Top 5 Pet Peeves: Fractures

For this Top 5 Pet Peeves post I wanted to cover a few things that annoy me when fractures happen. All fractures are annoying and painful to deal with, there is certainly no doubt about that. But the way some breaks are managed can make the entire situation more of a pain than is already occurring. (In case you missed it this was my previous Top 5 Pet Peeves post)

1. Don't ask me "Does it hurt?" every 5 minutes
Yes it hurts. But chances are (especially in the case of a fresh fracture) I am trying to calm myself down (mentally & physically), and trying to internally stable my body a.k.a adjust to the pain. Reminding me of the pain actively defeats the efforts I am making  under already stressful conditions and this makes me incredibly frustrated. Checking-in with the pain every 30 or 60 minutes is fine and I understand that many doctor's or pain management teams will do this to adjust pain medications as necessary. But a frequent and constant reminder? It'll only get you an irritable "no d'uhh" or even a flat-out lie "I'm fiiiine" reaction.

2. Please remain calm or pretend your hardest to remain calm
Bones have just been broken. This means that the more jostling/moving whether accidental or intentional is done the more pain I will be in. Getting frantically hysterical, forming crowds around me, or being in a setting with a lot of commotion doesn't help things and will be more difficult for me to remain calm. Whenever I broke bones in school, on a playground, or in public - I would always try to find some calmer corner to collect and assess myself with the help of a close friend or family member. Although I know it may be difficult, remind yourself that though a fracture has occurred bones are able to heal; remaining calm will only help that process along.

3. Listen/pay attention to the injured person!
This is a pretty obvious tip for older children/adults who are better able to communicate. However if you have a baby or a toddler who is just learning to express pain or fractures, pay attention to their bodily movements. When I was a baby my parents told me they would gently tickle me and whichever limb did not move, or moved with that cry/scream would most likely be the injured area. I cannot stress how important it is to listen and allow the patient to tell you what is the matter; especially for younger children this let's them know that they are in charge of the O.I. and not the other way around.

4. X-Rays

L Tibia pre-rodding
They are an evil necessity. You can never know what the black and white image will reveal, and even on days when I am supposed to get a cast off - the x-ray might say otherwise! But if you have just fractured, getting an image of the break is usually one of the most painful processes of the entire incident. Most of the time you are unable to hold the broken limb as the picture is happening, many radiologists will ask the limb to be positioned in painful ways, and those 3-8 seconds of waiting for the picture to actually be taken under painful circumstances can seem like hours. These are the moments that I am sweating the most, and radiologists are probably the people that I glare angrily at the most at hospitals. Regardless of how annoying they might be telling myself that this it's a must and that it will all end soon are some of the best tips I have been able to tell myself. If it is a particularly sore area or a bad break, sometimes I have told my orthopedic to write down on the form that I am unable to turn or bend in a certain way - having such notices come "officially" from a doctor will help it be more bearable.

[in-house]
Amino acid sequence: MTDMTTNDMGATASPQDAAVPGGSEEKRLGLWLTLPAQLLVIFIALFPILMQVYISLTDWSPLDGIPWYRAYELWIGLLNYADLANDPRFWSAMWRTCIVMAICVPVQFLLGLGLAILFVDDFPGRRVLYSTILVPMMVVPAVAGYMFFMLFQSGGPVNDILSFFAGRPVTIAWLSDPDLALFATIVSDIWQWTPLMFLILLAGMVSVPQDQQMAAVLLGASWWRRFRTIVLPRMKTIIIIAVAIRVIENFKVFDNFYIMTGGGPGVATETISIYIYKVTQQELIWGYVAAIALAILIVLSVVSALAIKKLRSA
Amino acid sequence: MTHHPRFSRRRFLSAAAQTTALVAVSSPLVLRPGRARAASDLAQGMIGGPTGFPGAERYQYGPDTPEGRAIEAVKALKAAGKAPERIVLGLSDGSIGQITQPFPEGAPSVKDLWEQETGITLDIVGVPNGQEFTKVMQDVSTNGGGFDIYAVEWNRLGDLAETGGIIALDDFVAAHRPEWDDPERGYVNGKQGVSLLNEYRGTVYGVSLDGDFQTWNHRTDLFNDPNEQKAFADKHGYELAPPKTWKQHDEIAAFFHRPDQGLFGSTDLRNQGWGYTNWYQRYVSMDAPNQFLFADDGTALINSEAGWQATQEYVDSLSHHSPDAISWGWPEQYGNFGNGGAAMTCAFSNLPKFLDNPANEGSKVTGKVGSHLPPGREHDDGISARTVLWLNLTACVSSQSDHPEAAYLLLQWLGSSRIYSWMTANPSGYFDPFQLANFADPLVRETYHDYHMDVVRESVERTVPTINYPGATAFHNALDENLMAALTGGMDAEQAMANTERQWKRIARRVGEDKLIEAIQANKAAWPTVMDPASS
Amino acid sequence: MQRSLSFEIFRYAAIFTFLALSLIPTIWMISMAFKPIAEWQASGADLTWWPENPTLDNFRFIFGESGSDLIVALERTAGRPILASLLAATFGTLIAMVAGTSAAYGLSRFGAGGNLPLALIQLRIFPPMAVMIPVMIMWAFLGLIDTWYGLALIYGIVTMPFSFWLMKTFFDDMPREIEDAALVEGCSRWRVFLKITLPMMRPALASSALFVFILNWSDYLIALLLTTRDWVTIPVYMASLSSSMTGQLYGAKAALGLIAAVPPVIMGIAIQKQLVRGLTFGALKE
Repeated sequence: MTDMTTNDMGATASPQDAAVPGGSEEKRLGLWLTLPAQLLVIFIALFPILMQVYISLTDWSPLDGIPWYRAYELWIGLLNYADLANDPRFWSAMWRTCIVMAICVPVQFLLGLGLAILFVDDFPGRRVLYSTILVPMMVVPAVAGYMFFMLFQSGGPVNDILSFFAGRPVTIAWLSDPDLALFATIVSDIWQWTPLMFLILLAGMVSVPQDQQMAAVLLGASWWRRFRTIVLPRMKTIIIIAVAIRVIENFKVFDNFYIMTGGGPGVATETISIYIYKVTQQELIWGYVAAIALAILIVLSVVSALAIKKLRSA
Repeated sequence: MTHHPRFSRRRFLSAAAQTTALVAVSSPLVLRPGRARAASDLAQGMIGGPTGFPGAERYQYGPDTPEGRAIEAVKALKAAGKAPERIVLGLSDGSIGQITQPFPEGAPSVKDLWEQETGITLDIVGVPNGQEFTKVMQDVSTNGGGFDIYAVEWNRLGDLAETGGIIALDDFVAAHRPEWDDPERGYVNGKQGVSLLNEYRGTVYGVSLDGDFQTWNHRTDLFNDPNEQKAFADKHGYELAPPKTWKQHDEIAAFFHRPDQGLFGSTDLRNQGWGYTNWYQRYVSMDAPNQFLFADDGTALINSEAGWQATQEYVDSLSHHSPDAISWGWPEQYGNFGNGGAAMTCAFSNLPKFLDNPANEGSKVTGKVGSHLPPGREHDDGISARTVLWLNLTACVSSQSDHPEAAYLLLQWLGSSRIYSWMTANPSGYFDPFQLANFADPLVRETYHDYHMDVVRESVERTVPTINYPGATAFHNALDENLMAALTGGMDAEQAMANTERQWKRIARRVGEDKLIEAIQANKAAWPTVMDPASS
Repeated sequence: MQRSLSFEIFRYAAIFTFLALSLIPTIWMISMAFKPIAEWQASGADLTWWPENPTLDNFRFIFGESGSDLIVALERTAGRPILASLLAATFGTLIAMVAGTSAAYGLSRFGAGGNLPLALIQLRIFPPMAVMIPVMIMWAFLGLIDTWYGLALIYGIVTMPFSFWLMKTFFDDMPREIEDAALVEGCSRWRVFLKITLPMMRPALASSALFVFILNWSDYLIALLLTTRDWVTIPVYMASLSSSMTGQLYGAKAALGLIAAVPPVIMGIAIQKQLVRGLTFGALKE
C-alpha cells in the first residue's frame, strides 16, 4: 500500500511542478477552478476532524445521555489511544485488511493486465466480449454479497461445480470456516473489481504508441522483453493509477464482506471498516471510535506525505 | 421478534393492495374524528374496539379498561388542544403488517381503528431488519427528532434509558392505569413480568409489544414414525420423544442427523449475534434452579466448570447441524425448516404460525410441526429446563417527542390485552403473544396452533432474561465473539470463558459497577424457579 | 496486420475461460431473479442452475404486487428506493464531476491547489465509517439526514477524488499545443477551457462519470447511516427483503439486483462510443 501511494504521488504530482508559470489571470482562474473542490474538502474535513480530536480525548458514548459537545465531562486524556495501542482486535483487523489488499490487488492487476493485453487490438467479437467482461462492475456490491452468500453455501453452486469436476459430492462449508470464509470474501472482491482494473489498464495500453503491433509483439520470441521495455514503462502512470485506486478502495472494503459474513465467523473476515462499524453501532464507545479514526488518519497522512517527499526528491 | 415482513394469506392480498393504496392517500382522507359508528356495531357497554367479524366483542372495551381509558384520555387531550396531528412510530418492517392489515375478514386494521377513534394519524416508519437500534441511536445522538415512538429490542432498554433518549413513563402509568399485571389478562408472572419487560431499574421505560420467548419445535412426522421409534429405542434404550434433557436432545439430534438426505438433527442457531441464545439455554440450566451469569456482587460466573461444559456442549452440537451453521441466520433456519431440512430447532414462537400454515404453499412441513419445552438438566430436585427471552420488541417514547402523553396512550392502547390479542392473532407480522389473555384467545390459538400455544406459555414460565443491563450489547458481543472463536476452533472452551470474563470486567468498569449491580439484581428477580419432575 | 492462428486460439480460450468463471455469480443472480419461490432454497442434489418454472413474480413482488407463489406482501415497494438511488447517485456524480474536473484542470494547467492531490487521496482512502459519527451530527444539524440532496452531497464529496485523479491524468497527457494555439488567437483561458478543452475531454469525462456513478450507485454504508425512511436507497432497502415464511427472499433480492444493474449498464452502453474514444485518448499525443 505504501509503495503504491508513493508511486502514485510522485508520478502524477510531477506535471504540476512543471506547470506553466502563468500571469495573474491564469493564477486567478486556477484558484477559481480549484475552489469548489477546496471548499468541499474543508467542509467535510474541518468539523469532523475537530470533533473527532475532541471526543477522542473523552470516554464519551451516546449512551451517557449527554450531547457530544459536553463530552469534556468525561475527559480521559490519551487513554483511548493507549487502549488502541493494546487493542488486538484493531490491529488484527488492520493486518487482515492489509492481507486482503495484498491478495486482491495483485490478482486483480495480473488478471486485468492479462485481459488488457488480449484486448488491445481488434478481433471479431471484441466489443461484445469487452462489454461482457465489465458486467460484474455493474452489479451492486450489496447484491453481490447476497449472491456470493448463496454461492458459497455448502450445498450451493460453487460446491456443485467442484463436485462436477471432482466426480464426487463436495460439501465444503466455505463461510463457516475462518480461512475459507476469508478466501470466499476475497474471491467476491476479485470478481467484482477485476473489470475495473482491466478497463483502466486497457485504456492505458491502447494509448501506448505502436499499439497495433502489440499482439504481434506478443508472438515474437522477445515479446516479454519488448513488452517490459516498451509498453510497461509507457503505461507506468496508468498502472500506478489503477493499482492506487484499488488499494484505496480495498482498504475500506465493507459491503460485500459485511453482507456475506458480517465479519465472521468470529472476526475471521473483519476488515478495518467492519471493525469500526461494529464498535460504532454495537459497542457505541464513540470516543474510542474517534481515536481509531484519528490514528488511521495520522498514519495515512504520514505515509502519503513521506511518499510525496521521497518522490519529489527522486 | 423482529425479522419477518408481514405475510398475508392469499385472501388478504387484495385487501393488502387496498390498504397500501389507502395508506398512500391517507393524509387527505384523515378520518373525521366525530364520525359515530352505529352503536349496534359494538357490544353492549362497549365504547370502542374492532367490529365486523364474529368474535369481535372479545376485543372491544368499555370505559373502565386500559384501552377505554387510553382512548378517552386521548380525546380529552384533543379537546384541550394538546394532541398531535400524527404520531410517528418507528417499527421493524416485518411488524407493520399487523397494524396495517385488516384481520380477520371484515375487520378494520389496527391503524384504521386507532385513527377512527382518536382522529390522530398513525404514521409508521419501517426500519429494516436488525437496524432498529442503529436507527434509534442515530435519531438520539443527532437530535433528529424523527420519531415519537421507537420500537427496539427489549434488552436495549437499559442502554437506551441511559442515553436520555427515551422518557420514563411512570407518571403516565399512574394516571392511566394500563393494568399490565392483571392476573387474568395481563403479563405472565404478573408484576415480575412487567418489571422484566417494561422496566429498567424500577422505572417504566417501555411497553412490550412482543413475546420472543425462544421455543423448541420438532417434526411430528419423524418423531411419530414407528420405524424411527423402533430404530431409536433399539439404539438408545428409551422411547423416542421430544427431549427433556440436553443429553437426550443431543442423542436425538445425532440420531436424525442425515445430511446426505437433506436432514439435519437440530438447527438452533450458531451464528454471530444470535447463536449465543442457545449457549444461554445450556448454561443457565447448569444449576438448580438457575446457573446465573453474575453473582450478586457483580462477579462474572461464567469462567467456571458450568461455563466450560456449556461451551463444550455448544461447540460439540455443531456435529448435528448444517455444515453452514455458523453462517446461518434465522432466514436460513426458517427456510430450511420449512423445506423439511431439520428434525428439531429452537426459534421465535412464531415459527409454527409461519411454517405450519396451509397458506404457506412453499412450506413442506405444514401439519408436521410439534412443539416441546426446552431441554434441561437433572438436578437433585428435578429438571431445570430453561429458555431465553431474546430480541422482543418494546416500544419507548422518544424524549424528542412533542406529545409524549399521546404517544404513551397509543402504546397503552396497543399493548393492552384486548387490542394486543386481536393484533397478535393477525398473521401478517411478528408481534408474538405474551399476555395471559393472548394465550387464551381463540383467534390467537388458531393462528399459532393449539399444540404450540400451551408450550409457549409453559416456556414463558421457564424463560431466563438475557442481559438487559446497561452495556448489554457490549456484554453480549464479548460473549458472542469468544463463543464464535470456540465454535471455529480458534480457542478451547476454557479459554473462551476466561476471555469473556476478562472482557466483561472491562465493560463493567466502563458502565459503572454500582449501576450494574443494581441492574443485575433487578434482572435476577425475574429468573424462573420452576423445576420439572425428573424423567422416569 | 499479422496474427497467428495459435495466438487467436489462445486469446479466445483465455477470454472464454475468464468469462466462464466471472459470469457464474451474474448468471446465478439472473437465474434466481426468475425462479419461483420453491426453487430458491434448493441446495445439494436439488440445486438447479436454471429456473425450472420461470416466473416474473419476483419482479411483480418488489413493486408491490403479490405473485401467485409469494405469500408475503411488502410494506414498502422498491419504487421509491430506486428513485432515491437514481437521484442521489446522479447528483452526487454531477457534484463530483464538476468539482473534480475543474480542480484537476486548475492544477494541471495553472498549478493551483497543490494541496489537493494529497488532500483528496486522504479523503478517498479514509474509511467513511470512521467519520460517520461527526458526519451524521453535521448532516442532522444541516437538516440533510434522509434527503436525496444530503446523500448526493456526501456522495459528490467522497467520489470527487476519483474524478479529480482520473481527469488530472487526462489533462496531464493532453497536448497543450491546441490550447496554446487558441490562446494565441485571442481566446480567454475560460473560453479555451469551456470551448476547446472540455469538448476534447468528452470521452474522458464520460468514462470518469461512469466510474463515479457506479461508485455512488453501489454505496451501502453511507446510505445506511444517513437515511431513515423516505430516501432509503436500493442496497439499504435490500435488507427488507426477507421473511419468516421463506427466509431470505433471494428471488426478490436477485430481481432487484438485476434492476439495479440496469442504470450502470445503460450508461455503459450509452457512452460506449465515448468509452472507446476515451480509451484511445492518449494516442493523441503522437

5. Let me sleep if nothing is going on
I'm not sure what it is but when fractures have just happened I become incredibly sleepy. This is weird because it is also one of the times when I feel that my body is most alert about what is going on. However after I have gotten myself more comfortable, have found the 'best way' to hold the injured area, or the most comfortable position for me to sit/lay in - I am exhausted. I usually doze off for a few minutes while waiting for my orthopedic, waiting for the x-ray, or waiting for the cast to dry; and even though it is only for a few minutes at a time they are some of the deepest sleeps I have ever experienced! So if I am sleeping, let it happen. But if I need to be wakened do not startle me awake! I compare being startled awake with a fracture about as frightening as falling out of my wheelchair in my dreams, it is terrifying and extremely jarring.

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One Response to Top 5 Pet Peeves: Fractures

  1. I can relate to every single one of those but more so with 4 and 5. I remember breaking my leg and they would want me to keep my leg straight but I wouldn't be able to hold it there so they would have to put two pillows on either side of my leg to keep my leg propped and still. Forcing a broken bone in a position that it doesn't want to stay in hurts! I would clench those pillows as hard as I could! Ha! And I would almost always fall asleep after I broke something. The way it was explained to me was: when you break a bone your body releases endorphins which is basically described as your bodies inner pain medication. The word is actually derived from morphine. Anyways, when the endorphins are released it forces your body to relax which then makes you really, really tired. I would almost always be asleep by the time we reached the hospital.


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